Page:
So, a little update is in order. I had a little trouble dealing with this blog after the new job, because there is a limit to how much I can say about the specific jobs, or the equipment on board the plane. Some of our customers are competitors against each other, and much of the equipment is proprietary. So I couldn't do much about the blog.
In my first two assignments, I spent 5 weeks on the road, traveling to Canada twice, Florida, Illinois, Maryland and New York. Not a bad time at all. I was still starting to get used to the job, so there were small hurdles, but nothing major.
I have learned not to count on much of anything though. Every time they tell me what the plan will be for the upcoming asssignment, I can be sure the plan will change a couple times before we get to that point.
Case in point was after my first trip. After three weeks, I got home expecting two weeks off. Three hours after leaving the office, they called me. Three days after getting back, I was gone another two weeks.
I was told that the plan would be to upgrade to captain, then head out to another assignment in Michigan/Ohio. So I started to understand. That asssignment was probably the only thing that was definitely NOT going to happen.
And it didn't happen, but this time in a much more grandiose way. I did start the captain upgrade. We got through all of a half day of training, before that plan changed.
Now, of all places, I'm in Afghanistan, flying the 200 model King Air, pictured here.
Actually, that is the exact plane I'm flying. I'm just about finished with my assignment now. I was brought over for 5 weeks, to cover an empty slot.
In retrospect, I think flying in the states will seem rather tame now. Last week, we flew a home-made, non-precision instrument approach down below our made-up minimums, in a dust-storm, in 1 mile visibility, to find a dirt runway surrounded by mile after mile of same-colored dirt. All while overflying an area with significant current Taliban activity, and a not-insignificant risk of being shot at with machine guns, or rocket-propelled grenades. And this is not terribly uncommon now.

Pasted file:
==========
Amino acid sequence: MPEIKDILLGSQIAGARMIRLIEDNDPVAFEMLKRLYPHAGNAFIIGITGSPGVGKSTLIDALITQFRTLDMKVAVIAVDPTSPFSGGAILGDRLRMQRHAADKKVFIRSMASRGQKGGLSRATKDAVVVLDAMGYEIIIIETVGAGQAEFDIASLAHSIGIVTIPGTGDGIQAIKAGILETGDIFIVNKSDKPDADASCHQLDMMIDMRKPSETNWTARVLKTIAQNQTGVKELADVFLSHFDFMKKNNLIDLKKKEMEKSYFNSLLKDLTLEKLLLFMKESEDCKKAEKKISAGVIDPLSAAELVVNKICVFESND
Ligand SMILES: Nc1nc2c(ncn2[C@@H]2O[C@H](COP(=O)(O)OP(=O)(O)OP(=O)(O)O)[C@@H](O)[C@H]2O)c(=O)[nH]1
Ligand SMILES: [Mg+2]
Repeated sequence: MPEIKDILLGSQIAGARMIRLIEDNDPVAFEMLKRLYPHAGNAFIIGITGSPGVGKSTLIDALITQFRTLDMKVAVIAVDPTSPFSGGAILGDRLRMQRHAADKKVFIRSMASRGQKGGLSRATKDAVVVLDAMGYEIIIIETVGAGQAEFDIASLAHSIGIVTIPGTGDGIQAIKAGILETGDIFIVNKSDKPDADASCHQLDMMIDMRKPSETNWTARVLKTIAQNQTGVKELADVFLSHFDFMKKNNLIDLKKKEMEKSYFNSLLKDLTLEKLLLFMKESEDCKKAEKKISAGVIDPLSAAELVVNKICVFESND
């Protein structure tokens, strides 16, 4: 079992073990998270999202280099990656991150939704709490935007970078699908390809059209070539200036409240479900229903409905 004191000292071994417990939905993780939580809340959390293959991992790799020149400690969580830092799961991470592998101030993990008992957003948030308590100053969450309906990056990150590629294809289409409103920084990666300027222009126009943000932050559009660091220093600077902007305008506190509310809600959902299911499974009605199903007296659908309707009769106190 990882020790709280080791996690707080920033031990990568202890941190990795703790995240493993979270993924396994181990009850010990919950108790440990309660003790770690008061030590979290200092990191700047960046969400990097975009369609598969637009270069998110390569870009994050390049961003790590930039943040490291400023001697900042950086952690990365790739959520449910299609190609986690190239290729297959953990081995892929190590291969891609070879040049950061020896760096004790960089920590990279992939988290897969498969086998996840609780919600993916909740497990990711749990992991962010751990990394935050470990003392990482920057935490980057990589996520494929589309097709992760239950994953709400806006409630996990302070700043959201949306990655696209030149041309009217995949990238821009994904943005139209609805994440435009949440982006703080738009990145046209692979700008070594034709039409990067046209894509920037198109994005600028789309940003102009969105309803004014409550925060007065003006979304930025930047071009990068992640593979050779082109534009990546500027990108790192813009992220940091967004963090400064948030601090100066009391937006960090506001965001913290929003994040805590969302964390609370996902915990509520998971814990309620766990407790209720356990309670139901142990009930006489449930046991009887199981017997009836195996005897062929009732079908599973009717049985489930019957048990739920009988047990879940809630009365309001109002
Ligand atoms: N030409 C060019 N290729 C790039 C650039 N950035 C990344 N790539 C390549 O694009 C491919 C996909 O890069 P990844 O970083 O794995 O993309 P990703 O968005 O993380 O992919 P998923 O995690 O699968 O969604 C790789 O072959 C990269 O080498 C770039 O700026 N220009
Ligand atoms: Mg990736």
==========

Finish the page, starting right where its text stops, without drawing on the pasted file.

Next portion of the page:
Prior to this assignment, I had only had special VFR once, in almost 6 years of flying. In the month of July, I've flown special VFR 10 times. I know rather well, the sound of landmines, and machine gun fire. We had to re-route once last week, because of a car bomb on our drive to the airport. We've had to hold while airborne, because of a threat of rocket attack. Certain landing strips are always quick turn-arounds, in order to minimize risk. In some places, we have code words for our position on approach, just in case the wrong people are listening.
Walk around town, and there is some risk of being kidnapped and killed. Go downtown, and there is a higher risk of a car bomb. Go out of town, and you'll likely be killed by bandits. Take a hike in un-trodden areas, and you may well step on a landmine.
Funny though, despite all that, I've enjoyed my time here. I wouldn't mind staying longer. I've grown accustomed to the heat. New personal record: 117 degrees. (the other pilot claims it was 119, and we arent sure though). Maybe we will split the difference.
When I first got here, I was in a very foreign country, alone, and trying to find my contact. Now, it is sort've like home. A bit. Afghanis are now people in my mind, as opposed to just random foreigners. If you know what I mean. There are plenty of good ones, despite the bad press. Most of them just want to live their lives. Our driver is as upset with the Taliban as anyone I've met. Religiously, it seems to border on being a 3rd-world poverty-stricken version of the beginnings of a post-Christian society. Most still practice Islam, but many just seem to go through the motions.
The ones I've met seem genuinely glad we are here. They've spent far too many years being ruled. Soviet Union, Taliban, you name it. Now, as long as the US doesn't abuse the situation, we would have friends here.
I've seen some interesting things here. Some of it is classified, so I can't say too much. I've always wanted to be able to say that. Now I actually can. Cool.
So, I'm heading home in a couple days. Tomorrow is my last flight, then the next pilot replaces me. Then I get a couple days to relax before the long, long, long, long flight home.
Since I never did get to do that upgrade, now I get to look forward to upgrading in the 90's and the 200 models. At the same time. I better get to studying.